This time one short week ago I was walking through my front door, a little blurry, numb from the neck to the tips of my left-hand hand’s fingers. I had just had a delicately brutal operation on the left shoulder, an operation designed to mend the damage done during a training fight over a year ago. Symptoms were not immediate and diagnosis took several months, not least because of my moving house in late march. This led to the apparently crazy gap between injury and repair. I managed my injury well, but it became progressively worse as, unable to train as hard as I would normally, and continuing to play cricket two, sometimes three, times weekly, it gradually ripped further.
The experience of being not only denied the use of my left arm, but also to suffer a constant fear of tweaking the repair, bumping into someone or something and collapsing in a heap of pain, was chastening. Vulnerability is not a feeling that I am used to. And vulnerable I am. I know (all too well), what it is like to attempt manoevres around an antagonistic individual knowing full well that a simple even poorly directed and relatively weak blow to the shoulder will not only cripple me in the immediate, but damage me in the longer term.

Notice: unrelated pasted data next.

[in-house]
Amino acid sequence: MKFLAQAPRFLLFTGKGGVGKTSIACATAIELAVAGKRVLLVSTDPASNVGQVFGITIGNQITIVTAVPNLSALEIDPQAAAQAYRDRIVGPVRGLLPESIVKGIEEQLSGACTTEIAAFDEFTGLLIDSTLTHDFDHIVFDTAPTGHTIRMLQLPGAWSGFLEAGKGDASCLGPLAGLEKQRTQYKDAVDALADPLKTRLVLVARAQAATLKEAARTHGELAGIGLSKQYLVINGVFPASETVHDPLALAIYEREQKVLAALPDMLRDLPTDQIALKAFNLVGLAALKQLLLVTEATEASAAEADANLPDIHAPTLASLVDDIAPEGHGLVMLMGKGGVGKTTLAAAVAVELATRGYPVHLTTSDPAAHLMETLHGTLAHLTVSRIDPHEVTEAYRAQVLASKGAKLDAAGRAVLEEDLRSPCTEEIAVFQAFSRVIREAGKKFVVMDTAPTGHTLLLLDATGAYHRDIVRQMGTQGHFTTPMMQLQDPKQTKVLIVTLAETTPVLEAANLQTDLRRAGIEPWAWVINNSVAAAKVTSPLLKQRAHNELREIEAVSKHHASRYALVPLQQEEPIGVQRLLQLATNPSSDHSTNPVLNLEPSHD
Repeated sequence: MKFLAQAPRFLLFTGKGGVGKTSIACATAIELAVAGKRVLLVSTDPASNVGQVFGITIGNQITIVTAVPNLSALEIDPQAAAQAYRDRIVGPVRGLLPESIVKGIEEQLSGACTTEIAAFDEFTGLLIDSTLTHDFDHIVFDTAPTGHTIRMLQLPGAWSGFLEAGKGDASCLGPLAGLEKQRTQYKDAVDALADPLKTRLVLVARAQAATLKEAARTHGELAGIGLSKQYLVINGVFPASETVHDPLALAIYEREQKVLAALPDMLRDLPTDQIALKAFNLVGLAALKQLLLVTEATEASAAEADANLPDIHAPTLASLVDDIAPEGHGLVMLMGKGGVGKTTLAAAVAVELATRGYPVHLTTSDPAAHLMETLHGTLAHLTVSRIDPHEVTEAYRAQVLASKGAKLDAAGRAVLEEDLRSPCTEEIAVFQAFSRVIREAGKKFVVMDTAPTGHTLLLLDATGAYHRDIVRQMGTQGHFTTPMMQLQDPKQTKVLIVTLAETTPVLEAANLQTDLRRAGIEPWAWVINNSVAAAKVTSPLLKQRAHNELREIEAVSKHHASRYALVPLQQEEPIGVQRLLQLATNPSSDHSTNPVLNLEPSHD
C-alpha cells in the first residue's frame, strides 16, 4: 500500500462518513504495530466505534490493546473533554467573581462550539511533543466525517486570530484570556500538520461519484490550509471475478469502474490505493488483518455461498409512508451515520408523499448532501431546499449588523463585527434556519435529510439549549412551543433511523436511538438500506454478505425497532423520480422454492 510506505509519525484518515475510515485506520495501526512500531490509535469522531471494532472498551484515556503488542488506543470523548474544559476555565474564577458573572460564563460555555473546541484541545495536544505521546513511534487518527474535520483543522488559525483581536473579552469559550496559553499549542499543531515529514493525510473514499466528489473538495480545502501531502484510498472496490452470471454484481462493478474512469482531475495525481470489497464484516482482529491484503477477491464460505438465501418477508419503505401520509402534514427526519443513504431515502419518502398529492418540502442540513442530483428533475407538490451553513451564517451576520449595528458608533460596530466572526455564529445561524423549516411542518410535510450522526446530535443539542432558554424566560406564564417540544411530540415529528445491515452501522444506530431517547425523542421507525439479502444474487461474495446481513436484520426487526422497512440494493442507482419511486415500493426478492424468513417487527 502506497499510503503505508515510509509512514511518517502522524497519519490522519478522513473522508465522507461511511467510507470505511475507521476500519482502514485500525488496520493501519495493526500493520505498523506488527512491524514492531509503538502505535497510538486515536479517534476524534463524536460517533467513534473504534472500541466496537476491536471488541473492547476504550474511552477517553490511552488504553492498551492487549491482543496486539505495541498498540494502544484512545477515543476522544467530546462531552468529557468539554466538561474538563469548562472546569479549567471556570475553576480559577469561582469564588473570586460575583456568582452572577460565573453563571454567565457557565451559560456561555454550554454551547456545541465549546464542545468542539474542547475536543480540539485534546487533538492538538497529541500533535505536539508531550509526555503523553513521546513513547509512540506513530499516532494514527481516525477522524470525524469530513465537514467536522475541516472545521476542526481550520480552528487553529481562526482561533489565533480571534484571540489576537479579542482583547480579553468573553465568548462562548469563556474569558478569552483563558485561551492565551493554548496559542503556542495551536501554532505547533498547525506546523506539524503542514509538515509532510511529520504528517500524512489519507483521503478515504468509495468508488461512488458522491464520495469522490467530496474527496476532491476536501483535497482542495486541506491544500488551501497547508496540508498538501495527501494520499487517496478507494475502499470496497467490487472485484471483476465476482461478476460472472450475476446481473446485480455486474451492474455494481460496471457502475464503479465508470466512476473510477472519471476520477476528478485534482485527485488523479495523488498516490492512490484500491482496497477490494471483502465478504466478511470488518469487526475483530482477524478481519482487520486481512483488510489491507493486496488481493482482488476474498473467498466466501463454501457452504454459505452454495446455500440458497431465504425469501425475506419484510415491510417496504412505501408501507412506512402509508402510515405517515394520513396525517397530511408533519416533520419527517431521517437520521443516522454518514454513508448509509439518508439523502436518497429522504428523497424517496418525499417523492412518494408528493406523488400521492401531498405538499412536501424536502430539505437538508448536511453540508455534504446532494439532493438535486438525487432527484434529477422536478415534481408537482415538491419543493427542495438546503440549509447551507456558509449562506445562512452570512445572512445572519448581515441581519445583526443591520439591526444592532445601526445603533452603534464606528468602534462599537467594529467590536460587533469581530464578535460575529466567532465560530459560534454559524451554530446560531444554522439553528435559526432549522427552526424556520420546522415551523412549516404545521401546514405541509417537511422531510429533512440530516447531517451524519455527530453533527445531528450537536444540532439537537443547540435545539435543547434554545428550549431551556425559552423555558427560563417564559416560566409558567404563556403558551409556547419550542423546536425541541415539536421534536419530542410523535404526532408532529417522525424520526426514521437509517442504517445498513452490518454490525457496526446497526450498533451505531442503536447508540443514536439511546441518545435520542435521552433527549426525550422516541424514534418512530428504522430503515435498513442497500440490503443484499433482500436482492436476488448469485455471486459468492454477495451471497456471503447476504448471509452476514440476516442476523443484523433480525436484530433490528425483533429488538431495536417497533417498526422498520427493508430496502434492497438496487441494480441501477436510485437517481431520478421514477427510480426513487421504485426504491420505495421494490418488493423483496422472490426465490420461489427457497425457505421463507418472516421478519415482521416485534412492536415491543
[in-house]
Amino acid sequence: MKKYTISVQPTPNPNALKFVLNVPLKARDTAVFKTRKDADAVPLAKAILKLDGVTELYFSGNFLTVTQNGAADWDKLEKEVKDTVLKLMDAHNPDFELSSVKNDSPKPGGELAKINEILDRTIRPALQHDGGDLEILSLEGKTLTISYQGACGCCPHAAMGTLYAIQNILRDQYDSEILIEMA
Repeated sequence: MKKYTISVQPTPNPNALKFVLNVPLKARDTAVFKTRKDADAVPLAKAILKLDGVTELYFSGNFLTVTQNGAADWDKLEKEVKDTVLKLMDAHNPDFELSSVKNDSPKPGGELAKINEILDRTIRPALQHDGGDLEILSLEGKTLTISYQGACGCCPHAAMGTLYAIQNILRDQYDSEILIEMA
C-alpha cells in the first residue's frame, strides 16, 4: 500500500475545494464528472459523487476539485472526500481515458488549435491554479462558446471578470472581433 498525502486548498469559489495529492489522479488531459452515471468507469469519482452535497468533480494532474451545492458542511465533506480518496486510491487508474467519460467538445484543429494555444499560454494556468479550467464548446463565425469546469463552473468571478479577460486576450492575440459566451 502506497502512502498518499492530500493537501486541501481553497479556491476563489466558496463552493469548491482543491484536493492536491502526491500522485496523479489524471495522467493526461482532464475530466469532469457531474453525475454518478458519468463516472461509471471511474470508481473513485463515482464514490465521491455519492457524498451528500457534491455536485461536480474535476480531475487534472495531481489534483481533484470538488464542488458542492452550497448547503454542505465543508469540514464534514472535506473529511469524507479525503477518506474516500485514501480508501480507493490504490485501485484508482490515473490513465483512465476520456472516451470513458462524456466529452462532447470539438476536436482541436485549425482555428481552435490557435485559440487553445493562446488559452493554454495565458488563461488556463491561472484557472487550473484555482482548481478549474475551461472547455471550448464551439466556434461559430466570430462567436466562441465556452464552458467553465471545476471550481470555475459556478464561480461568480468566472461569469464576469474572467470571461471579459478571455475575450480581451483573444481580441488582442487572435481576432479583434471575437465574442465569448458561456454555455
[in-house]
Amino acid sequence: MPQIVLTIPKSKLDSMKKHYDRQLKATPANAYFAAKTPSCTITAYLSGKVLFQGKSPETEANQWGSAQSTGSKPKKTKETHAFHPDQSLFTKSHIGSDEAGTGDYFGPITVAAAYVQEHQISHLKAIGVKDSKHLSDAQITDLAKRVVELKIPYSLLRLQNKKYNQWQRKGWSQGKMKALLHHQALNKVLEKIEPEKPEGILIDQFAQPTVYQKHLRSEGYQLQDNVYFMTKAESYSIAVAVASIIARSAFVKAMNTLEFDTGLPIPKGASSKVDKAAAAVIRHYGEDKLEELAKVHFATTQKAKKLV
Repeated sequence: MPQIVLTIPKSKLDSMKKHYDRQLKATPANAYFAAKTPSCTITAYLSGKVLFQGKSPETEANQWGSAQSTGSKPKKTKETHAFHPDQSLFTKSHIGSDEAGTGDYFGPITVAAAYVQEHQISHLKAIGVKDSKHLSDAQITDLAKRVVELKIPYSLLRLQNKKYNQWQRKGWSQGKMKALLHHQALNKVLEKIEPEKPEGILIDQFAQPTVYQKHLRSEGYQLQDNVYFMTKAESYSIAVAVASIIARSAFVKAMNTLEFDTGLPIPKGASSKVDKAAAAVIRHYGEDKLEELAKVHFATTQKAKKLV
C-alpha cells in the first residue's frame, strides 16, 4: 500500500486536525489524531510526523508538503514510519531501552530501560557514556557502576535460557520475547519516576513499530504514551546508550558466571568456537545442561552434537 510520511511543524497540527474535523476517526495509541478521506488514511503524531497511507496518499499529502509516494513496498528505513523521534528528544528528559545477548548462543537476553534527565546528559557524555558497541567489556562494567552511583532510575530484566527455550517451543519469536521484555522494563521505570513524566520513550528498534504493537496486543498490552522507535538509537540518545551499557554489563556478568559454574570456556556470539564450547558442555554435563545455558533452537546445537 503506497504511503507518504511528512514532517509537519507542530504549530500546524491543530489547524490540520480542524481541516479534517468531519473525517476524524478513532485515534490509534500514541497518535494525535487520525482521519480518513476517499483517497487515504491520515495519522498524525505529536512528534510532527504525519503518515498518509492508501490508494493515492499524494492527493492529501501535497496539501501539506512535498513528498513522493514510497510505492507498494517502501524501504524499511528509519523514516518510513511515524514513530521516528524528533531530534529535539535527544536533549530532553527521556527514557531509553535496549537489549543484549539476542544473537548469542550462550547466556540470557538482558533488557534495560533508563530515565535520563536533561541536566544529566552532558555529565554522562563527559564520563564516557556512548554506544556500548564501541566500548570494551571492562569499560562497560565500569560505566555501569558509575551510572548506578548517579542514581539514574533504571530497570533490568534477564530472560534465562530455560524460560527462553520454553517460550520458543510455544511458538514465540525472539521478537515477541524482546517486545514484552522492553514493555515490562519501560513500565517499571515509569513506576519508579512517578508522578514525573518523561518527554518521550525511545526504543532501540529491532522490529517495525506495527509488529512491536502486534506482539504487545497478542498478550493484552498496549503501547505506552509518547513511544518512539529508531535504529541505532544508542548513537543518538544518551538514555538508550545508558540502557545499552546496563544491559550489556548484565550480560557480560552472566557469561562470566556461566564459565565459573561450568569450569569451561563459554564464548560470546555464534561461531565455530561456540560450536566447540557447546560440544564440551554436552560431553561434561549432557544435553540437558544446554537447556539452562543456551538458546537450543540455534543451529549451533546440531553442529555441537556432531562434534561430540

I am suddenly fearful of many things, of my immediate and long-term working future, of my long-term emotional health … and my general health. How much this injury was affected by the PD is a mystery to me, as is its potential deliterious affect on the rapidity and efficacy of the healing process. This worries me immensely.
The worry makes me flat. Flat emotionally, intellectually, physically. I am, well, if not exactly scared, at least very wary of being out in public. I’m quite. Quite. No. Quiet. That’s what I am. Quiet. Subdued. Contemplative.